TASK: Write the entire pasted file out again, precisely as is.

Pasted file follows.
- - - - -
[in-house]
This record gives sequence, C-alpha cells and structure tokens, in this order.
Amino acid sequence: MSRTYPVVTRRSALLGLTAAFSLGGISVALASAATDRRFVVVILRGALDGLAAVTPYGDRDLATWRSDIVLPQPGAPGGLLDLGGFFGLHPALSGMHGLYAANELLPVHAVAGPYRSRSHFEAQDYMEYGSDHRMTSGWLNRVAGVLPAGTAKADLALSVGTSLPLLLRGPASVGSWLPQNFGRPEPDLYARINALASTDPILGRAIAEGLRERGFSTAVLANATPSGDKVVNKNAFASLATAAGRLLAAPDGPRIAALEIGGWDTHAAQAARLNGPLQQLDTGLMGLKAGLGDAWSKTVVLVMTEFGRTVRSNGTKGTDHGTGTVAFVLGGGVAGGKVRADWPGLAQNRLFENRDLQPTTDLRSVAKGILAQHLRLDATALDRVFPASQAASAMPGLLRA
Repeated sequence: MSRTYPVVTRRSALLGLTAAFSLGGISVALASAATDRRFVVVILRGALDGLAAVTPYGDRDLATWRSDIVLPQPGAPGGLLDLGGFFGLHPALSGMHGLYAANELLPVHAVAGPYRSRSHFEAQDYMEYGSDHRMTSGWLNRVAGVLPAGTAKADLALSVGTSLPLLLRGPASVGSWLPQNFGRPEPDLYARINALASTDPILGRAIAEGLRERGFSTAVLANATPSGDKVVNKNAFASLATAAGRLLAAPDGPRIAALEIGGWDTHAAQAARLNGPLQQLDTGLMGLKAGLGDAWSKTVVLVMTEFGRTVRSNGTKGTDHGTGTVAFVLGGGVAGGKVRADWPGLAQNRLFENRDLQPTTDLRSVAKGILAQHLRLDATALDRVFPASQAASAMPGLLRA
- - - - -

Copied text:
[in-house]
This record gives sequence, C-alpha cells and structure tokens, in this order.
Amino acid sequence: MSRTYPVVTRRSALLGLTAAFSLGGISVALASAATDRRFVVVILRGALDGLAAVTPYGDRDLATWRSDIVLPQPGAPGGLLDLGGFFGLHPALSGMHGLYAANELLPVHAVAGPYRSRSHFEAQDYMEYGSDHRMTSGWLNRVAGVLPAGTAKADLALSVGTSLPLLLRGPASVGSWLPQNFGRPEPDLYARINALASTDPILGRAIAEGLRERGFSTAVLANATPSGDKVVNKNAFASLATAAGRLLAAPDGPRIAALEIGGWDTHAAQAARLNGPLQQLDTGLMGLKAGLGDAWSKTVVLVMTEFGRTVRSNGTKGTDHGTGTVAFVLGGGVAGGKVRADWPGLAQNRLFENRDLQPTTDLRSVAKGILAQHLRLDATALDRVFPASQAASAMPGLLRA
Repeated sequence: MSRTYPVVTRRSALLGLTAAFSLGGISVALASAATDRRFVVVILRGALDGLAAVTPYGDRDLATWRSDIVLPQPGAPGGLLDLGGFFGLHPALSGMHGLYAANELLPVHAVAGPYRSRSHFEAQDYMEYGSDHRMTSGWLNRVAGVLPAGTAKADLALSVGTSLPLLLRGPASVGSWLPQNFGRPEPDLYARINALASTDPILGRAIAEGLRERGFSTAVLANATPSGDKVVNKNAFASLATAAGRLLAAPDGPRIAALEIGGWDTHAAQAARLNGPLQQLDTGLMGLKAGLGDAWSKTVVLVMTEFGRTVRSNGTKGTDHGTGTVAFVLGGGVAGGKVRADWPGLAQNRLFENRDLQPTTDLRSVAKGILAQHLRLDATALDRVFPASQAASAMPGLLRA